• Fenglu Liu School of Technology,Beijing Forestry University
  • Houjiang Zhang School of Technology,Beijing Forestry University
  • Xiping Wang USDA Forest Service Forest Products Laboratory
  • Fang Jiang School of Technology,Beijing Forestry University
  • Wenhua Yu School of Technology,Beijing Forestry University
  • Robert J Ross USDA Forest Service Forest Products Laboratory


Acoustic waves, COMSOL Multiphysics software, dilatational wave, plane wave, wave front, wave velocity, trees.


The objective of this study was to investigate the effects of tree diameter and juvenile wood on acoustic wave propagation in standing trees. Two-layer tree models with various diameters and proportions of juvenile wood were constructed to examine the effects of these two factors on propagation patterns and velocity of acoustic waves. The simulation results and analysis indicated that acoustic wave propagation in trees is dependent on both tree diameter and propagation distance. In the context of time-of-flight (TOF) acoustic measurement on standing trees with a test span of 1.2 m, when tree diameter is 10 cm or less, or slenderness is twelve or greater, wave propagates as quasi-plane waves in tree trunk, and the tree velocity determined using the TOF method is then comparable to the log velocity measured using the acoustic resonance method. When tree diameter is 40 cm or larger, or slenderness is three or less, wave propagates as dilatational waves in the tree trunk; thus, the three-dimensional wave equation should be considered for wood property prediction. When tree diameter falls between 10 and 40 cm or slenderness falls between 3 and 12, wave propagation is in a transitional phase. Mathematical models were developed to convert the tree velocity in the transition mode to the resonance velocity. It was found that juvenile wood content resulted in a 113-m/s reduction in acoustic velocity. In addition, our analysis indicated that wave propagation in standing trees is controlled by the wood properties of entire cross section, not just the outerwood. Therefore, the wave velocity measured on standing trees reflects the global properties of the wood between the two measuring points.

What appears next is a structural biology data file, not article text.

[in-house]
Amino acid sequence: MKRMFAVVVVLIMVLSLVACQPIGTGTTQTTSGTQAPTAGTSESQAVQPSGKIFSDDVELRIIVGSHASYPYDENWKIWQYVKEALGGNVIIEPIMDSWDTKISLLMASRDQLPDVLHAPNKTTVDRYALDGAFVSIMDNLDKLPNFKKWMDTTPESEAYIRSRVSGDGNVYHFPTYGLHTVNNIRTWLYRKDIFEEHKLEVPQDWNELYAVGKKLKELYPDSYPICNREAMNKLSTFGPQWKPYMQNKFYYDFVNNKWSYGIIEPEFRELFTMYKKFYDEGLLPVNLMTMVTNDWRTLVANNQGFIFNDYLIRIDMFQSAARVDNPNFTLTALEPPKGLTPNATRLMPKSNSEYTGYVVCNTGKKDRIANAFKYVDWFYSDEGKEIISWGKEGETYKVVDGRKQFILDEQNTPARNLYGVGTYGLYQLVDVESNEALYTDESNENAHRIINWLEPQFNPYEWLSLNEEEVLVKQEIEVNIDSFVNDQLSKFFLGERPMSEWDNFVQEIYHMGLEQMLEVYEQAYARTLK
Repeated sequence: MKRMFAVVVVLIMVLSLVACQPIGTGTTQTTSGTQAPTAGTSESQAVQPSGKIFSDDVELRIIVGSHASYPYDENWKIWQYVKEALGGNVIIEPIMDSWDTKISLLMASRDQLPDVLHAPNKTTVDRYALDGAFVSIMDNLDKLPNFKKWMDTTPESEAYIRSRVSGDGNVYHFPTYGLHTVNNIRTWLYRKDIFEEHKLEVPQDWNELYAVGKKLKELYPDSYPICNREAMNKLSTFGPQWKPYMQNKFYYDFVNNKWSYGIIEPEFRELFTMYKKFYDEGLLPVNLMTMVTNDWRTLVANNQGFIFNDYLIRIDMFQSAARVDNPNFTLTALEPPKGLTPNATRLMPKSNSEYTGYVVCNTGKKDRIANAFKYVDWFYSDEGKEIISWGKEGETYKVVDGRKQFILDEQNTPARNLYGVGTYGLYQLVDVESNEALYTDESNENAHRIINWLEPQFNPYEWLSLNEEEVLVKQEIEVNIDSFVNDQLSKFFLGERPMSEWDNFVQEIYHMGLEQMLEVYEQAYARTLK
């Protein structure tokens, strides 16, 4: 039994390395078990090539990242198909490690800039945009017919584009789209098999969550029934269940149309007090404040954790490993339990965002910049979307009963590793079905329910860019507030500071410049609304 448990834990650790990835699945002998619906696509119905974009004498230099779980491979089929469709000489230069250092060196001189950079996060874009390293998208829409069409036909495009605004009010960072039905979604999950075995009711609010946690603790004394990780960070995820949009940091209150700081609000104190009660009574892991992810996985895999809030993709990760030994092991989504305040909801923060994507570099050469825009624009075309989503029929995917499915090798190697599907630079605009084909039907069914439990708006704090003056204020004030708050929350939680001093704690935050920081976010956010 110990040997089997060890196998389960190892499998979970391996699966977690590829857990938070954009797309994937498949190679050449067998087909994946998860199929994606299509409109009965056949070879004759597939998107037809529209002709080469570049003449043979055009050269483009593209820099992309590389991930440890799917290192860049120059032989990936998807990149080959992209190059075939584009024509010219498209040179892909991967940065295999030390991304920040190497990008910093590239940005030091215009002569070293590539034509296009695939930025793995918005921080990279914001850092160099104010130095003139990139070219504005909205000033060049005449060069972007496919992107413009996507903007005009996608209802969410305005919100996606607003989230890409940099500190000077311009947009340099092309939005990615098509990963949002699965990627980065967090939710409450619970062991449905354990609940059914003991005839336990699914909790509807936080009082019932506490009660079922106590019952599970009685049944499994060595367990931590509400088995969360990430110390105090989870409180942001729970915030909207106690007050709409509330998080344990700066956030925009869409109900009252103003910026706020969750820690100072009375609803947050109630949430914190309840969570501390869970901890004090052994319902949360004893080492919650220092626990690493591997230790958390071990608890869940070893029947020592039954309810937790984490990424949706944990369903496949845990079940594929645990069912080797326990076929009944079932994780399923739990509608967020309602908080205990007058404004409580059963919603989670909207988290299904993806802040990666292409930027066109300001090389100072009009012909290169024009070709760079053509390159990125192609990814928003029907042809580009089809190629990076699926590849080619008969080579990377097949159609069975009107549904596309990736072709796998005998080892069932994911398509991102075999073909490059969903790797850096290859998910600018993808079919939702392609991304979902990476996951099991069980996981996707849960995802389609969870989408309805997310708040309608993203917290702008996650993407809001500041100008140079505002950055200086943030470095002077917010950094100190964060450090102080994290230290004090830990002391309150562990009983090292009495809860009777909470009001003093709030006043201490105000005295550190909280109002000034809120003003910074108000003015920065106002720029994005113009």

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Research Contributions